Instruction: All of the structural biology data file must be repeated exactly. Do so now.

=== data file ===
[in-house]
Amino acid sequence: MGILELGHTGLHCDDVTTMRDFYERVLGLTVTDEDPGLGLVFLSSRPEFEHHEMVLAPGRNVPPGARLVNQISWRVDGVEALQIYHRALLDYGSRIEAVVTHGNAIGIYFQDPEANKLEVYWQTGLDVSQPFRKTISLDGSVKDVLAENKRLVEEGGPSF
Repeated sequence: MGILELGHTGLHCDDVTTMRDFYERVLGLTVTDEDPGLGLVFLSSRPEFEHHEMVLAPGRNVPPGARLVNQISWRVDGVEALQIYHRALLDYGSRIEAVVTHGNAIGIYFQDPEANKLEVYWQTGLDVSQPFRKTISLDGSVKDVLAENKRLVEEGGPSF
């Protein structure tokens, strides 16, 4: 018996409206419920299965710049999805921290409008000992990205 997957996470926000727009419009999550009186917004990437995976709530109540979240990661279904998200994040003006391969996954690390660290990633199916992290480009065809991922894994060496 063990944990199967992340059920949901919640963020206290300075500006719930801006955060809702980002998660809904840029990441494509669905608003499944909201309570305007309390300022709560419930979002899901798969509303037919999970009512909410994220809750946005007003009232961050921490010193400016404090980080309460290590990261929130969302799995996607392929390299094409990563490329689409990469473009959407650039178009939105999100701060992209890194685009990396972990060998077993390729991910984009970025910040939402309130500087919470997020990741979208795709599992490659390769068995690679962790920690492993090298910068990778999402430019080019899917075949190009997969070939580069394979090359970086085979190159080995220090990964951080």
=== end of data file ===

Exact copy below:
[in-house]
Amino acid sequence: MGILELGHTGLHCDDVTTMRDFYERVLGLTVTDEDPGLGLVFLSSRPEFEHHEMVLAPGRNVPPGARLVNQISWRVDGVEALQIYHRALLDYGSRIEAVVTHGNAIGIYFQDPEANKLEVYWQTGLDVSQPFRKTISLDGSVKDVLAENKRLVEEGGPSF
Repeated sequence: MGILELGHTGLHCDDVTTMRDFYERVLGLTVTDEDPGLGLVFLSSRPEFEHHEMVLAPGRNVPPGARLVNQISWRVDGVEALQIYHRALLDYGSRIEAVVTHGNAIGIYFQDPEANKLEVYWQTGLDVSQPFRKTISLDGSVKDVLAENKRLVEEGGPSF
């Protein structure tokens, strides 16, 4: 018996409206419920299965710049999805921290409008000992990205 997957996470926000727009419009999550009186917004990437995976709530109540979240990661279904998200994040003006391969996954690390660290990633199916992290480009065809991922894994060496 063990944990199967992340059920949901919640963020206290300075500006719930801006955060809702980002998660809904840029990441494509669905608003499944909201309570305007309390300022709560419930979002899901798969509303037919999970009512909410994220809750946005007003009232961050921490010193400016404090980080309460290590990261929130969302799995996607392929390299094409990563490329689409990469473009959407650039178009939105999100701060992209890194685009990396972990060998077993390729991910984009970025910040939402309130500087919470997020990741979208795709599992490659390769068995690679962790920690492993090298910068990778999402430019080019899917075949190009997969070939580069394979090359970086085979190159080995220090990964951080």